Despite its significance in European history, the Yugoslavian wars and the subsequent formation of the independent nations is severely overlooked and misinformed in Western culture. Perhaps due to the historic ties with the Soviet states, our understanding of the history is limited. Personally I was never taught about it in school, and I heard even less about it on the news; looking back at the media coverage of the time and considering my somewhat renewed understanding, I’ve started to deduce the possibility that the Western World’s depictions of the Yugoslav crisis were framed in such a way that the violence and international tensions surrounding the conflict were larger than the countries themselves, effectively presenting the people’s struggle as a spectacle for the rest of the world to observe.
This transcending idea of war and violence has, in American culture especially, become a source of distraction and entertainment, with Hollywood directors and game designers casting this faceless, vague, Eastern-European identity as a war-mongering antagonist, the cultural industries gain a new genre to export. Taking for example the 2001 ‘Behind Enemy Lines’ blockbuster, which featured the Yugoslavian crisis as a violent, albeit subdued background in which an all-American protagonist can be the hero.
Beyond that comes the recycling of the East-Block identities in video-games that simulate ‘Modern Warfare’. One of the most poignant titles would be Criterion’s 2006 release ‘Black’. Again, Yugoslavia is constructed as a drab, repetitive playground for the western gamer to indiscriminately commit their own war atrocities without consequence, destroying buildings and murdering countless faceless enemies.
I intend to explore this institutional fascination with Yugoslavian representations further, and will be incorporating similar examples in future posts.
Croatia, Kosovo, Macedonia, Bosnia and Herzegovina, Montenegro, Slovenia and Serbia. A collection of independent nations that were both formulated and directly affected in the midst of the 1990’s Yugoslav wars. Considered to be the last major historic event of the 20th century, the immensity of this dissolution is still felt even today in the new independent states, all of which have had to establish new identities. As a grand narrative, the nation of Yugoslavia and its new successor states is steeped in a legacy of post-conflict rearrangements to the country’s imagined boundaries: From the exchange of ownership through the hands of early twentieth century empires, to the Nazi invasion of the 1940’s, right up to Soviet occupation during the Cold War, time and time again, the Slavic people have undergone profound changes to their political and social environment at the hands of others.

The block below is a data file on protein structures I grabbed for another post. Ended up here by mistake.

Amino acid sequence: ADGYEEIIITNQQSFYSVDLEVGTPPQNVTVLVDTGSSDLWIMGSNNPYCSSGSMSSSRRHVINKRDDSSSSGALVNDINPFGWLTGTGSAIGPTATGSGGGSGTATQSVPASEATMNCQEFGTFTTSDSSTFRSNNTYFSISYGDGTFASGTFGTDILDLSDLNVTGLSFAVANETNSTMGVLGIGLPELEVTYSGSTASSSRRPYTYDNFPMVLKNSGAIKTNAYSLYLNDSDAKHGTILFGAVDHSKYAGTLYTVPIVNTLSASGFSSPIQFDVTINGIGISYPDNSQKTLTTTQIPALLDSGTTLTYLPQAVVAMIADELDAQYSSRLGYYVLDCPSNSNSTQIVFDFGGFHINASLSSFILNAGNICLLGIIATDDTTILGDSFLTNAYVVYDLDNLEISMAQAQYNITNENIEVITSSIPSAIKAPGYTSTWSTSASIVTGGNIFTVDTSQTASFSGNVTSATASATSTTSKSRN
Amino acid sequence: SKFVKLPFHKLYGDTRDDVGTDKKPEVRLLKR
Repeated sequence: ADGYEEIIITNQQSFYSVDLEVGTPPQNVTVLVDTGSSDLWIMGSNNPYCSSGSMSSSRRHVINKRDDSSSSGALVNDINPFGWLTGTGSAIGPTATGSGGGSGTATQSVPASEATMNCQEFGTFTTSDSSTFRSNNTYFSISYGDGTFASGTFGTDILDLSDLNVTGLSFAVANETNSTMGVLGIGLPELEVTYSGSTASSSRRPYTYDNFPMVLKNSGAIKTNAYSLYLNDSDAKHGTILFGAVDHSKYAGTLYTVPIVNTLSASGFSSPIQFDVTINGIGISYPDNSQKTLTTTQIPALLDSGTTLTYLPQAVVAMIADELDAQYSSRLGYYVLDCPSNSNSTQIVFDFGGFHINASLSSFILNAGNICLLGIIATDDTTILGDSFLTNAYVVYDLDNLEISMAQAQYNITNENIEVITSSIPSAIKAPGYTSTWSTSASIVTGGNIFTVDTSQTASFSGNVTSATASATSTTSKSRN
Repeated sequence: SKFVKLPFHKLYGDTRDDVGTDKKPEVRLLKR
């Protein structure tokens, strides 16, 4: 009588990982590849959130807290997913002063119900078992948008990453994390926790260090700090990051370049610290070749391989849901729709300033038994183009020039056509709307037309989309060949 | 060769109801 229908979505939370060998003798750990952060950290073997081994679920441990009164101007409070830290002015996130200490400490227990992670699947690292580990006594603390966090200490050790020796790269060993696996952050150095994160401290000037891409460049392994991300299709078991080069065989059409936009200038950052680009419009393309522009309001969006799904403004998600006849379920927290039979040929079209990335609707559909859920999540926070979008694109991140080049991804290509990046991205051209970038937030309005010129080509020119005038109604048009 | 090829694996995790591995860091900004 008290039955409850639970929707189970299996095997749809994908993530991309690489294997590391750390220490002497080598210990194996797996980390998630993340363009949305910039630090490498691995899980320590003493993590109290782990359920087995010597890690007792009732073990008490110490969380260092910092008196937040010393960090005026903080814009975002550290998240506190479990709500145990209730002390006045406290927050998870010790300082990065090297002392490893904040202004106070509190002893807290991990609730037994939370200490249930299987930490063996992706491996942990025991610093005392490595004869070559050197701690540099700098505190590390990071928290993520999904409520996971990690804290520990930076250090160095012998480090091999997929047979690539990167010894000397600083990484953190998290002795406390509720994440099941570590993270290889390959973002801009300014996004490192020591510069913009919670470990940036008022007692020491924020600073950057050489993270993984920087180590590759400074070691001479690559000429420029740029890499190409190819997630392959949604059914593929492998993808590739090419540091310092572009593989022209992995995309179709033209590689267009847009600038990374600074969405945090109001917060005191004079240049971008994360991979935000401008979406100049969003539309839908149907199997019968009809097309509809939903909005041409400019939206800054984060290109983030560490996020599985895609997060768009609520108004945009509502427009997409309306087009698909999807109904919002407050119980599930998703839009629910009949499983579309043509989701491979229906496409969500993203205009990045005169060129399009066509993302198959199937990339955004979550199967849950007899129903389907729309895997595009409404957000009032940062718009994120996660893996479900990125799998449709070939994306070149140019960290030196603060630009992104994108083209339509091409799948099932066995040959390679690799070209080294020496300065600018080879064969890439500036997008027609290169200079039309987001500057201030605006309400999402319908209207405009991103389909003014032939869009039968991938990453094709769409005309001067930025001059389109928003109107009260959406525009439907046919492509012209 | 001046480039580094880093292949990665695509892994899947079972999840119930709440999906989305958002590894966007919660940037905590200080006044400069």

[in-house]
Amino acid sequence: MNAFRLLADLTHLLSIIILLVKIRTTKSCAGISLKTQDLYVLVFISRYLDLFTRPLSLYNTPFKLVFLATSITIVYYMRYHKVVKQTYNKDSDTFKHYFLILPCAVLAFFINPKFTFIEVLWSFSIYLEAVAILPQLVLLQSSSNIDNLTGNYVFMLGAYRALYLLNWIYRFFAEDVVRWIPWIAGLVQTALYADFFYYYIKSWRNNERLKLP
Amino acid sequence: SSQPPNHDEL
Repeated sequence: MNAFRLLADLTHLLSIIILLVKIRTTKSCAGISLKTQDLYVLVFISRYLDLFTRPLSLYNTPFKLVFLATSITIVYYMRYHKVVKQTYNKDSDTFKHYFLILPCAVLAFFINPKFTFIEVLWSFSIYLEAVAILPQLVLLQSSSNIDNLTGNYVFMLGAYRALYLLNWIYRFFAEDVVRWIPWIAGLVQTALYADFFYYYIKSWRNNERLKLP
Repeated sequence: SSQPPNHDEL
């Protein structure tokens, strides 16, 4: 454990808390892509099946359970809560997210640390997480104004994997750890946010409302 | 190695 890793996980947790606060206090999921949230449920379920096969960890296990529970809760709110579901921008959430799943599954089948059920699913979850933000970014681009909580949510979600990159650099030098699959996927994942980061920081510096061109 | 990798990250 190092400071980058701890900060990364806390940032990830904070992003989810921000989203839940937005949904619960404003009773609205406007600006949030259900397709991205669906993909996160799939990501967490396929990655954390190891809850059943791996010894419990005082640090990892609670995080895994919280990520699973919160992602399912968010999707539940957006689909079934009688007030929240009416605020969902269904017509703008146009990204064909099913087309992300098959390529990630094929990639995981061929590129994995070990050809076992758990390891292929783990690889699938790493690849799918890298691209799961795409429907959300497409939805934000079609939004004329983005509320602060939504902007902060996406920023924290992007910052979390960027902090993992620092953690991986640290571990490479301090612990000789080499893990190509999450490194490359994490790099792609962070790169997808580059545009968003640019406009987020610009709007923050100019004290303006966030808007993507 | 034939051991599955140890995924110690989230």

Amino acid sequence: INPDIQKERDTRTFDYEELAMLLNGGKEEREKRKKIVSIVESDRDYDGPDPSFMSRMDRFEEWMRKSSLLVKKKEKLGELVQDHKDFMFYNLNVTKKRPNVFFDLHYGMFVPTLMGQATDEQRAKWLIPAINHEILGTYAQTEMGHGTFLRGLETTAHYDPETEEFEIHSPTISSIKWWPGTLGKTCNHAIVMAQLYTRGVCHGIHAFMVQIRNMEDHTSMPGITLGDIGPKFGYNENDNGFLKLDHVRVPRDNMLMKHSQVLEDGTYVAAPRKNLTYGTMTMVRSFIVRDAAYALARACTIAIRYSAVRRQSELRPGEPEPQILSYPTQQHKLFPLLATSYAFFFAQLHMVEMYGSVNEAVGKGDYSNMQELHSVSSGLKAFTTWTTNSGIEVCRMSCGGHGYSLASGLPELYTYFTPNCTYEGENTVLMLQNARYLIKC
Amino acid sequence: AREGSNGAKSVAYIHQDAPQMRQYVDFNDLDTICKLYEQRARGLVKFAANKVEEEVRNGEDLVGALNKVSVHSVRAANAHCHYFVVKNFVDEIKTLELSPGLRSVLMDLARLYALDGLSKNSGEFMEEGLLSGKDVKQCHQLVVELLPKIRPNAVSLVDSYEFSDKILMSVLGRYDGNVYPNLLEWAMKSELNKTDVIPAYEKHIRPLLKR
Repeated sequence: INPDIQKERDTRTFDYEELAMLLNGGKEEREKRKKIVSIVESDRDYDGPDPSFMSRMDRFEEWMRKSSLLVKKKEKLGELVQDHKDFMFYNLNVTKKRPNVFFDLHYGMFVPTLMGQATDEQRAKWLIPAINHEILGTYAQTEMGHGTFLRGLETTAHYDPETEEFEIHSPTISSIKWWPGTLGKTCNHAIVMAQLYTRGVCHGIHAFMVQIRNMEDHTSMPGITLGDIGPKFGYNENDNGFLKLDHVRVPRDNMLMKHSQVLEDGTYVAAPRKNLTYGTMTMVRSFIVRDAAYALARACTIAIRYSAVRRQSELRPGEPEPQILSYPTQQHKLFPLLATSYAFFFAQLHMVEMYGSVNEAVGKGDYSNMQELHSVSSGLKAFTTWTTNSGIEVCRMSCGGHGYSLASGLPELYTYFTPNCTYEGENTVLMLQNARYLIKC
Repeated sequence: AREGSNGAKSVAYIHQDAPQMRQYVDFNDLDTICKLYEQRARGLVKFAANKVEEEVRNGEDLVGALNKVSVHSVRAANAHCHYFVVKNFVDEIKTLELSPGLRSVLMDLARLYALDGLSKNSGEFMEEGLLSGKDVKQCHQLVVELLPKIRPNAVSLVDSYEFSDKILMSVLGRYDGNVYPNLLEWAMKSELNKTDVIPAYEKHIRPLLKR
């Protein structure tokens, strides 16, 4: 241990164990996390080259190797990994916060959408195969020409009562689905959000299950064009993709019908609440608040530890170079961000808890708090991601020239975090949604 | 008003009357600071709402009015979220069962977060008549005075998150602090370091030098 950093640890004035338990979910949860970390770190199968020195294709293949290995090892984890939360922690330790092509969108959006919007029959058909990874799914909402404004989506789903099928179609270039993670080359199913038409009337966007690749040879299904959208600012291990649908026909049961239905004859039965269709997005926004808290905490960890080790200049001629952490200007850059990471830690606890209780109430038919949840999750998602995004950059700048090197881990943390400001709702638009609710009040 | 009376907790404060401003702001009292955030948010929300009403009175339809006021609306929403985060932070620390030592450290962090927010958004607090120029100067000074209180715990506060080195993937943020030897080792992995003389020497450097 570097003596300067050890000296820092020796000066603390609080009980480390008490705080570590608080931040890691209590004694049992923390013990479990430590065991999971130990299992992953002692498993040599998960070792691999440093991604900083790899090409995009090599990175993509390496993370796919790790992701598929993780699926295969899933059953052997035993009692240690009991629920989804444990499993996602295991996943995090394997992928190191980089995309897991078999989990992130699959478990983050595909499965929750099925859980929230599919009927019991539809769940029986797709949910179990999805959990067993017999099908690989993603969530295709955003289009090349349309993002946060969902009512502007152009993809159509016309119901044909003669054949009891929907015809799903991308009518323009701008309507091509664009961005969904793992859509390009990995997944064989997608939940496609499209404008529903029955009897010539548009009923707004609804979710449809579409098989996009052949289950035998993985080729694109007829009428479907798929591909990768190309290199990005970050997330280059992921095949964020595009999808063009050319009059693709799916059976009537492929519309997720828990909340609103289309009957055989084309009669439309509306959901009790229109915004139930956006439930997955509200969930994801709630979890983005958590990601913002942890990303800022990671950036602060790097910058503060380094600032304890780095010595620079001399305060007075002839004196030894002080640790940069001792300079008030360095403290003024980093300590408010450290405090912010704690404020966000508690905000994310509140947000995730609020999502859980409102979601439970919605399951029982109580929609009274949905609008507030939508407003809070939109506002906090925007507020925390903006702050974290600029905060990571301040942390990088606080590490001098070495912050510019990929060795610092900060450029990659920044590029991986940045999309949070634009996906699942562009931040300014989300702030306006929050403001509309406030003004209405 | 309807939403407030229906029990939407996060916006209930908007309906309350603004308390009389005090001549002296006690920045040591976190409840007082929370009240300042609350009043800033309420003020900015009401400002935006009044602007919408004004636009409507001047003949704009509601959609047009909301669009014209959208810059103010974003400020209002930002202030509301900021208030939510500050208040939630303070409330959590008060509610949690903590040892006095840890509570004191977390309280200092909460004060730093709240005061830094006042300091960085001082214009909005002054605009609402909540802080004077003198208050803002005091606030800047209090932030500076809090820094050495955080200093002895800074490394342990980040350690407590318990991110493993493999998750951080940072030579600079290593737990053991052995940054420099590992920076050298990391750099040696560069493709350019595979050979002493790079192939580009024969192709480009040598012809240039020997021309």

One particular nation in this collection has found itself in the mediated spotlight time and time again throughout the past two decades. In some instances it is depicted as an aggressor and instigator of conflict, whilst in other it is regarded as bastion of the Slavic republic. Under the dictatorship of President Slobodan Milosevic, Serbia has been at the forefront of war-crimes, oppression and ethno-nationalistic violence up until his overthrowing at the turn of the millennium. After that the country spent the next eight years undergoing constitutional changes, civil unrest and negotiated reintegration within the rest of Europe, all whilst (to a certain extent) having to face up to the atrocities their people had committed.
Much like the axis forces who were defeated in the Second World War, the people of Serbia soon realised their national memory had been effectively tarnished by their involvement in the war, it would be up to the culture makers and artistic communities to retell their story under a new light, perhaps even through new mediums, in an attempt to re consolidate their national identity and thus their place in the Western World.
As a research group, our objective is to explore cultural sites and major social spaces within the country of Serbia, specifically the country’s capital city, Belgrade. Belgrade has been consistently regarded as an epicenter of the Slavic states, especially considering its previous position during the era of former Yugoslavia. This blog space is dedicated to archiving our research as well as constructing a narrative of our academic and personal progress during this project.